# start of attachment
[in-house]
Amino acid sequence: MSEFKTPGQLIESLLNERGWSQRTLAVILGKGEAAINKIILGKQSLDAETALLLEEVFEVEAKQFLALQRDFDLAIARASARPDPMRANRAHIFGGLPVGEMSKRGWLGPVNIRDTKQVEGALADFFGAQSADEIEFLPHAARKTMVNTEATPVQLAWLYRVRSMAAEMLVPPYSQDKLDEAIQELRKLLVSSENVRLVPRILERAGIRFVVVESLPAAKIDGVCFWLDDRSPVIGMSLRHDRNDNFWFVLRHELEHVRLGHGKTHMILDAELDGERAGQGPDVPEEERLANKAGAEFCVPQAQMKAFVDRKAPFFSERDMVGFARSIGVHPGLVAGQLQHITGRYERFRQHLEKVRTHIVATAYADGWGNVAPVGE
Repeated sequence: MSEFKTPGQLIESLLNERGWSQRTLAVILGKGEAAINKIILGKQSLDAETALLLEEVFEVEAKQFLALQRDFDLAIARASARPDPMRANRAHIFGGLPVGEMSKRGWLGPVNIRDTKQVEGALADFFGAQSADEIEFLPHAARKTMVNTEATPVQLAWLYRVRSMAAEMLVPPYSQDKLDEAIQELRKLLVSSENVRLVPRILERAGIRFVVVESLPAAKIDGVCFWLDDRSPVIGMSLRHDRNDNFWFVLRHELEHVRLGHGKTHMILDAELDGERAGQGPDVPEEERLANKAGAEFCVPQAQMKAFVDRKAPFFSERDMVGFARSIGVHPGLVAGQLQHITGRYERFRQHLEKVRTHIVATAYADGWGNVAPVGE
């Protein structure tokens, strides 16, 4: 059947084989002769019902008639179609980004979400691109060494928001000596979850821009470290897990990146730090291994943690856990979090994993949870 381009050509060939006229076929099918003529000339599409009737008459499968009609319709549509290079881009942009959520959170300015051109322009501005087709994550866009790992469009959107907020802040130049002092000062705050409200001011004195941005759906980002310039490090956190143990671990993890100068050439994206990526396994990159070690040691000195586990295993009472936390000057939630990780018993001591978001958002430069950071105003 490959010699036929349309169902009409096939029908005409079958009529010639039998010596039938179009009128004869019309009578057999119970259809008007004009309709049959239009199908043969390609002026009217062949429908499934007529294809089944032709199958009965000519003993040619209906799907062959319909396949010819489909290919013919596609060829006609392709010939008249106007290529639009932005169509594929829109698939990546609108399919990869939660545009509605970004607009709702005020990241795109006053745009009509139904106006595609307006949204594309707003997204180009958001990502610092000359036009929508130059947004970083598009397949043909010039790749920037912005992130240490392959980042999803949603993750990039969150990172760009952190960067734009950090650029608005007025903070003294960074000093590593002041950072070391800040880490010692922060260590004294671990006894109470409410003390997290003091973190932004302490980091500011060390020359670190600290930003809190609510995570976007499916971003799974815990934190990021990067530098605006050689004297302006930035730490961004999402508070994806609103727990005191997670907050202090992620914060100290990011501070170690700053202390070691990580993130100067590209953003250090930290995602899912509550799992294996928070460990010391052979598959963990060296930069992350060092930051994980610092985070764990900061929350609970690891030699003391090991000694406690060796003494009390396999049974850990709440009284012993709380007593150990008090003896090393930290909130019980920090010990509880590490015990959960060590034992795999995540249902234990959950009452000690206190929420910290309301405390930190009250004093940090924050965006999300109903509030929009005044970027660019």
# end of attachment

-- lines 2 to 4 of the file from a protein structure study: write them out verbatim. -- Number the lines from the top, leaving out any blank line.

Amino acid sequence: MSEFKTPGQLIESLLNERGWSQRTLAVILGKGEAAINKIILGKQSLDAETALLLEEVFEVEAKQFLALQRDFDLAIARASARPDPMRANRAHIFGGLPVGEMSKRGWLGPVNIRDTKQVEGALADFFGAQSADEIEFLPHAARKTMVNTEATPVQLAWLYRVRSMAAEMLVPPYSQDKLDEAIQELRKLLVSSENVRLVPRILERAGIRFVVVESLPAAKIDGVCFWLDDRSPVIGMSLRHDRNDNFWFVLRHELEHVRLGHGKTHMILDAELDGERAGQGPDVPEEERLANKAGAEFCVPQAQMKAFVDRKAPFFSERDMVGFARSIGVHPGLVAGQLQHITGRYERFRQHLEKVRTHIVATAYADGWGNVAPVGE
Repeated sequence: MSEFKTPGQLIESLLNERGWSQRTLAVILGKGEAAINKIILGKQSLDAETALLLEEVFEVEAKQFLALQRDFDLAIARASARPDPMRANRAHIFGGLPVGEMSKRGWLGPVNIRDTKQVEGALADFFGAQSADEIEFLPHAARKTMVNTEATPVQLAWLYRVRSMAAEMLVPPYSQDKLDEAIQELRKLLVSSENVRLVPRILERAGIRFVVVESLPAAKIDGVCFWLDDRSPVIGMSLRHDRNDNFWFVLRHELEHVRLGHGKTHMILDAELDGERAGQGPDVPEEERLANKAGAEFCVPQAQMKAFVDRKAPFFSERDMVGFARSIGVHPGLVAGQLQHITGRYERFRQHLEKVRTHIVATAYADGWGNVAPVGE
């Protein structure tokens, strides 16, 4: 059947084989002769019902008639179609980004979400691109060494928001000596979850821009470290897990990146730090291994943690856990979090994993949870 381009050509060939006229076929099918003529000339599409009737008459499968009609319709549509290079881009942009959520959170300015051109322009501005087709994550866009790992469009959107907020802040130049002092000062705050409200001011004195941005759906980002310039490090956190143990671990993890100068050439994206990526396994990159070690040691000195586990295993009472936390000057939630990780018993001591978001958002430069950071105003 490959010699036929349309169902009409096939029908005409079958009529010639039998010596039938179009009128004869019309009578057999119970259809008007004009309709049959239009199908043969390609002026009217062949429908499934007529294809089944032709199958009965000519003993040619209906799907062959319909396949010819489909290919013919596609060829006609392709010939008249106007290529639009932005169509594929829109698939990546609108399919990869939660545009509605970004607009709702005020990241795109006053745009009509139904106006595609307006949204594309707003997204180009958001990502610092000359036009929508130059947004970083598009397949043909010039790749920037912005992130240490392959980042999803949603993750990039969150990172760009952190960067734009950090650029608005007025903070003294960074000093590593002041950072070391800040880490010692922060260590004294671990006894109470409410003390997290003091973190932004302490980091500011060390020359670190600290930003809190609510995570976007499916971003799974815990934190990021990067530098605006050689004297302006930035730490961004999402508070994806609103727990005191997670907050202090992620914060100290990011501070170690700053202390070691990580993130100067590209953003250090930290995602899912509550799992294996928070460990010391052979598959963990060296930069992350060092930051994980610092985070764990900061929350609970690891030699003391090991000694406690060796003494009390396999049974850990709440009284012993709380007593150990008090003896090393930290909130019980920090010990509880590490015990959960060590034992795999995540249902234990959950009452000690206190929420910290309301405390930190009250004093940090924050965006999300109903509030929009005044970027660019």